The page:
There was word during the week that in terms of some new investment in public transport infrastructure in Dublin, DART Underground would be shelved and money would be put into Luas via Broadstone to Dublin Airport. During the past week, there was an editorial in the Irish Times pushing BRT because it was cheaper.
I was extremely disappointed in the Irish Times. If you read the BRT documentation at the time public feedback was sought, you might be aware that on the day BRT went into operation (if it did), demand for it would already surpass capacity. As such, building it was never going to be anything other than utter folly.
Doing things because they are the cheapest option is incredibly stupid, particularly if they don’t actually work. You might as well not do them at all, save the money and push it towards something that does work. We are incredibly wasteful in this country sometimes. I do not know how we change this, but our theoretically national paper of record could go someway towards not supporting inadequate schemes because they are cheaper than the alternatives when compared to the alternatives they are inadequate.
There appears to be no coherent, encompassing vision for transporting people around Dublin beyond the city manager’s desire to get everyone to cycle everywhere. In terms of public transport, there is disorganisation and chaos, and an utter lack of a future plan. I get told that when we eventually get all the private transport off the roads, the buses will be grand. This makes me sick in my stomach for a couple reasons, not least the fact that there is a long way to go before the bus transport network in Dublin is grand and removing the cars is not going to cater for that.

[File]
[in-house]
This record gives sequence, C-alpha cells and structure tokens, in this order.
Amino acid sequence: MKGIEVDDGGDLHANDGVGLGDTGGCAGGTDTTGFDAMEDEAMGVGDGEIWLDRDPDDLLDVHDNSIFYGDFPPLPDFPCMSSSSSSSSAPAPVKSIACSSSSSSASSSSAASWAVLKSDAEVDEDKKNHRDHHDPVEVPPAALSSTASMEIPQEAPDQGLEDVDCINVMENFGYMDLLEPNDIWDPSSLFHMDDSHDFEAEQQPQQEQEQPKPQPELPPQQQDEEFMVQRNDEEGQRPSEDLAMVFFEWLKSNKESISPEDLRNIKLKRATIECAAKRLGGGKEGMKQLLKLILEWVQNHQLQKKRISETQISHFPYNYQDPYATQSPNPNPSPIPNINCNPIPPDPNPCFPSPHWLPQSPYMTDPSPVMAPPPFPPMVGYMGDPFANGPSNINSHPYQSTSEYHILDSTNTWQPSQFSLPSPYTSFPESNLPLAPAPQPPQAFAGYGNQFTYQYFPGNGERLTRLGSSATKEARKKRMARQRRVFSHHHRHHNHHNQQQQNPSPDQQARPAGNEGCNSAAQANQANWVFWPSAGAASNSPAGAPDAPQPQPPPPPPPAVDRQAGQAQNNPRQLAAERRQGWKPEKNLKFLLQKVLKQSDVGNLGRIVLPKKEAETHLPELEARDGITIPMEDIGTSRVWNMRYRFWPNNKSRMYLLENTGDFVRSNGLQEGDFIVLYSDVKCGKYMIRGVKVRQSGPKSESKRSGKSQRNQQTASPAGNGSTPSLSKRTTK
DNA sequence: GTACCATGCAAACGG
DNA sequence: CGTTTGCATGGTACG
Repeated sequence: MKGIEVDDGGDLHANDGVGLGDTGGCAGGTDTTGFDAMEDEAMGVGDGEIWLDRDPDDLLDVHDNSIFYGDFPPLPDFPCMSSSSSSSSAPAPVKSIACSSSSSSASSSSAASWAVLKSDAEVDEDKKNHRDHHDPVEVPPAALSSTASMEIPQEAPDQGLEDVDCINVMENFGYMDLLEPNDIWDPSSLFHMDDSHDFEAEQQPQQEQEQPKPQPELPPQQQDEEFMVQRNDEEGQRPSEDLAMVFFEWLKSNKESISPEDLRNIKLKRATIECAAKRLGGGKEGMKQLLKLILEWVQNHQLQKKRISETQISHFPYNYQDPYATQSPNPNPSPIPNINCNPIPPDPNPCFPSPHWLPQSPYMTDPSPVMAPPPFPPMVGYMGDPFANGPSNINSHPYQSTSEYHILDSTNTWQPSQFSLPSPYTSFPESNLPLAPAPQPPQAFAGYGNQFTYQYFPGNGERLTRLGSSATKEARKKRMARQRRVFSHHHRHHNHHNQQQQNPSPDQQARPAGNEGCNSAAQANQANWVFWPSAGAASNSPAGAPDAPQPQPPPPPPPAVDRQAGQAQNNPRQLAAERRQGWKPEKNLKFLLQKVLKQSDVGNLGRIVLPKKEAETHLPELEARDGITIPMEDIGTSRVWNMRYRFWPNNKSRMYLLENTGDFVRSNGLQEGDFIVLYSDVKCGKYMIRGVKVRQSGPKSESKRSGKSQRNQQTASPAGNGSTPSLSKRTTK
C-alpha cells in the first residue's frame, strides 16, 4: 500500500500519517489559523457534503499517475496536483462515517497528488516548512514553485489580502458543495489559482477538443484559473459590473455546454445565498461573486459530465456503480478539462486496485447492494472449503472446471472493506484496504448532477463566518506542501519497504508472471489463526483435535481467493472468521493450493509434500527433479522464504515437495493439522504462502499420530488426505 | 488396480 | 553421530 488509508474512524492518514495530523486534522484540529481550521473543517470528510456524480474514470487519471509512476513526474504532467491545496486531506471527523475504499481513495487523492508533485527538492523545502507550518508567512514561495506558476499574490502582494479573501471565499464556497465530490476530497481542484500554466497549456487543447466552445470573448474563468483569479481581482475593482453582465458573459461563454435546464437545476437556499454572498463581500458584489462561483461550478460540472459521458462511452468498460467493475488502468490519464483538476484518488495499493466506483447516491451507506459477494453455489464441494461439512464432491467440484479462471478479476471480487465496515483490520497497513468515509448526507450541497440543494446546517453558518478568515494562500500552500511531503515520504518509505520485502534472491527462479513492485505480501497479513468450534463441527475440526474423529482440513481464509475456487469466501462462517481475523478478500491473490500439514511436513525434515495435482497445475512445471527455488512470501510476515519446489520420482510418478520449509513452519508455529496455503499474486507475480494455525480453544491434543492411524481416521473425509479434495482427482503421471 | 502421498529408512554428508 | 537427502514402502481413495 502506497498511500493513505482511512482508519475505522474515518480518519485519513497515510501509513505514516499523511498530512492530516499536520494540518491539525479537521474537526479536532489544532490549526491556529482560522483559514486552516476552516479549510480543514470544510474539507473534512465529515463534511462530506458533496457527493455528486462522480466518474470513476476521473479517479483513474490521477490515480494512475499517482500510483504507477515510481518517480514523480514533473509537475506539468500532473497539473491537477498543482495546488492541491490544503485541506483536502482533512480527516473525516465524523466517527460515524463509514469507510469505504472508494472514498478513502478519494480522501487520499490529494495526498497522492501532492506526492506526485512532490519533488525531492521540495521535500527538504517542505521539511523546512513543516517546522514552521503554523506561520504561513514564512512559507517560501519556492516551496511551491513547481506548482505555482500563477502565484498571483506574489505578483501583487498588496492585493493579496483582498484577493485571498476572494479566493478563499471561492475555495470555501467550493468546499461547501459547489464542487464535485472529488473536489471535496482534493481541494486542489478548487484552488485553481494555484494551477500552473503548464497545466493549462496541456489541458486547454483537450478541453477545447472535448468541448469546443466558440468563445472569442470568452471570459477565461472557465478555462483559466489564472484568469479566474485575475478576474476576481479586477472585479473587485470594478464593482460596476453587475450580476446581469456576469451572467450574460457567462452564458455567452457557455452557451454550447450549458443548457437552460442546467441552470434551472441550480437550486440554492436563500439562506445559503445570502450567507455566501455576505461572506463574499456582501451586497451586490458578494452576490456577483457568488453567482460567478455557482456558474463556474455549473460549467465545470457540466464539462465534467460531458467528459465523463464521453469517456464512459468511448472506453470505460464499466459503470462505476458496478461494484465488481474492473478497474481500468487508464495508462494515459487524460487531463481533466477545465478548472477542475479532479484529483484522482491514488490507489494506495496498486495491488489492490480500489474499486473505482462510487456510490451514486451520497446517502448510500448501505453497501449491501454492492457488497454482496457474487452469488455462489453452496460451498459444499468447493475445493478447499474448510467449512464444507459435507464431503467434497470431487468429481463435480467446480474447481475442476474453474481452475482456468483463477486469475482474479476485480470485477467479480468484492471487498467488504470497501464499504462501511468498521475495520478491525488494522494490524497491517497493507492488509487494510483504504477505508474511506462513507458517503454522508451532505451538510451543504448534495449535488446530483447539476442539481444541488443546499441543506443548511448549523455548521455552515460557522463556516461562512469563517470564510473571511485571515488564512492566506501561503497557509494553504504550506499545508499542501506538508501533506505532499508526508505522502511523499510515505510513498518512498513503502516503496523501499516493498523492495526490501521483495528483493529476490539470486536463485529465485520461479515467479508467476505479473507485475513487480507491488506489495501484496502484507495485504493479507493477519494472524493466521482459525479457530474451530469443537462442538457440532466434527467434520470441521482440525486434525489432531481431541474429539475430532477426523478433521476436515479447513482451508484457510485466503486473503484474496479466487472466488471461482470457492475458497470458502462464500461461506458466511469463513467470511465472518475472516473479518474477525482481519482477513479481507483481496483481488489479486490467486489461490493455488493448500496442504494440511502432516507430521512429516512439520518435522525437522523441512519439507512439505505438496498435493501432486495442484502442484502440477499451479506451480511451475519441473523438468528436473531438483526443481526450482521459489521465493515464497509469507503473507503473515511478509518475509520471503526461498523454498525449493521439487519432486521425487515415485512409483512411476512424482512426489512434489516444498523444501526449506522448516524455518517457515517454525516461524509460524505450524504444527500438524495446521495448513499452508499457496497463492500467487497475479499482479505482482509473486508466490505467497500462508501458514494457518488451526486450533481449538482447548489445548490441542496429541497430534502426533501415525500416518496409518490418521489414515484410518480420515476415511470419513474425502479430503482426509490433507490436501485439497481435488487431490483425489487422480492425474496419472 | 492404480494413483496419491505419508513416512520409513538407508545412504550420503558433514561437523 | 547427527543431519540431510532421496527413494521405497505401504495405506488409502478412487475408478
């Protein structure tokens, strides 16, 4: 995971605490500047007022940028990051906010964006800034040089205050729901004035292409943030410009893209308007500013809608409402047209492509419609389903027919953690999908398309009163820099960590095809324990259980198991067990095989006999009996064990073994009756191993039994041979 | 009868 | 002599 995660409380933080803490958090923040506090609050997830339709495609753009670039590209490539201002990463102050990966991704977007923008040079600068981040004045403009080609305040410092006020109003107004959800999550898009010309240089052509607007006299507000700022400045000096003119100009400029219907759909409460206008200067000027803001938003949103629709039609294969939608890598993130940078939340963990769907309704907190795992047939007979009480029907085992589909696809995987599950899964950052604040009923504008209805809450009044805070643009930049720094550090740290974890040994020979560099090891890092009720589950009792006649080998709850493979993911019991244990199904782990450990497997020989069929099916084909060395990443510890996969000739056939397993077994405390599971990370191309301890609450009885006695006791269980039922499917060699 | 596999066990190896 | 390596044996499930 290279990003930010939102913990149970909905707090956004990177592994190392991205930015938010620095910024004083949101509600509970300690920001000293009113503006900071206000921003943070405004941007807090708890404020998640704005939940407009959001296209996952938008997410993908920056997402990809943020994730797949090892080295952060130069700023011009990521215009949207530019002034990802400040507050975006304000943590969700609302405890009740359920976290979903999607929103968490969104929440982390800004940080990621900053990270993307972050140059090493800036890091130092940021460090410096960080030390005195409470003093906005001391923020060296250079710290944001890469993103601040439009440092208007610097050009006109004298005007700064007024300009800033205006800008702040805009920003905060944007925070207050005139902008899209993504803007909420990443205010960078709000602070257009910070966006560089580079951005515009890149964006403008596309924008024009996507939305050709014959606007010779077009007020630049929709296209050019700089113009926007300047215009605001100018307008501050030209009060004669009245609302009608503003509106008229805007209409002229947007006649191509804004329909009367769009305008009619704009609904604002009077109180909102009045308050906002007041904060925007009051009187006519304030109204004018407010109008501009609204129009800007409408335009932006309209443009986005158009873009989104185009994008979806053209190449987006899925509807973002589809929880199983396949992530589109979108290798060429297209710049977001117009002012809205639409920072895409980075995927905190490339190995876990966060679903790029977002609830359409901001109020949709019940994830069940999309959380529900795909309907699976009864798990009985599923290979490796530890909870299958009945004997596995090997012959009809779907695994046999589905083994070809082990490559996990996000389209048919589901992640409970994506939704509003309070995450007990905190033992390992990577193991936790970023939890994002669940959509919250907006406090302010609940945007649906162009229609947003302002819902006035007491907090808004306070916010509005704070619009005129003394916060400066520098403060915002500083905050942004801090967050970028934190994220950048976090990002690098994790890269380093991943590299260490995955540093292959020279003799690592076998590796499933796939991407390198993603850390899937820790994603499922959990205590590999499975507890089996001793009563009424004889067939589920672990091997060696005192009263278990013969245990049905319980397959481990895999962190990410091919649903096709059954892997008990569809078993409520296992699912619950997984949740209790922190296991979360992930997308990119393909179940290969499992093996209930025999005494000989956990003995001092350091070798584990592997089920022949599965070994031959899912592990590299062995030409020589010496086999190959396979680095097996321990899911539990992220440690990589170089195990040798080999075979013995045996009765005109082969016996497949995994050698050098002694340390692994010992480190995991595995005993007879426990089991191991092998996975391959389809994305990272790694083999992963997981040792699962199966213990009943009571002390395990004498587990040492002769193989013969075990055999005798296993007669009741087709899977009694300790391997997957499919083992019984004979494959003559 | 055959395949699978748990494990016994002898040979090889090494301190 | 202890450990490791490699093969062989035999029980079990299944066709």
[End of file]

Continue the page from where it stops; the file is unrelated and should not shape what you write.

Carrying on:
Dublin’s public transport system is a collection of errors cobbled together in a “yerrah it’ll be grand” way. Most of the people who tell me it’ll be grand, it’s fine, sure we don’t need…probably do not get the buses at the times I do. They do not sit in a bus on Eden Quay for 8 minutes while a driver change is not completing because the second driver hasn’t arrived on time. They don’t spend 15 minutes on O’Connell Street waiting for passengers to board a 16. They probably don’t wait forty five minutes for that 16 because they have bunched on the route and now, there are three of them within 5 minutes of each other, and they are 45 minutes behind the most recent bus before them.
What is needed is a coherent plan for the city that doesn’t depend on the political generosity of a minister for transport. These things need to be planned for the needs of the city. But we can’t even get these things right in Dublin where the lack of efficiency in the system causes me night mares five days a week and this has to be costing the city money in lost productivity and frustration. What hope have the other cities of getting any sort of a reasonable plan and financing in place when the main road between Limerick and Cork isn’t being funded properly either?
Currently, if you are transiting the city from north to south using a bus, in most cases, you need to get through what I now call the Pass of Thermopylae, basically the slip of a road from D’Olier Street onto College Green. It currently has one lane because of Luas works. Dublin Bus’s social media team explained that this was causing delays.
But these delays are never going to go away because at some point, presumably, there will be a tram running along the lane which is currently dug up. On several mornings it has taken 20 minutes to get from Eden Quay to Dame Street purely because buses aren’t getting onto D’Olier Street, a combination, I suspect, from a lack of bus stop space, and limited flow capacity onto College Green. The current works, remember, are being done now because we didn’t want to do them 20 years ago.
Ultimately, at some stage, someone is going to have to sit down and say “we have X flow rate of people through these areas and buses are perhaps no longer the most appropriate way to do this. There are 21 bus routes going through D’Olier Street. There are 10 bus routes coming down through Drumcondra. And ultimately, we are going to have to recognise that this costs money and needs to be managed over a time frame greater than the lifetime of a Dail. Public transport in the urban areas will have to stop being the sweeties of a transport minister.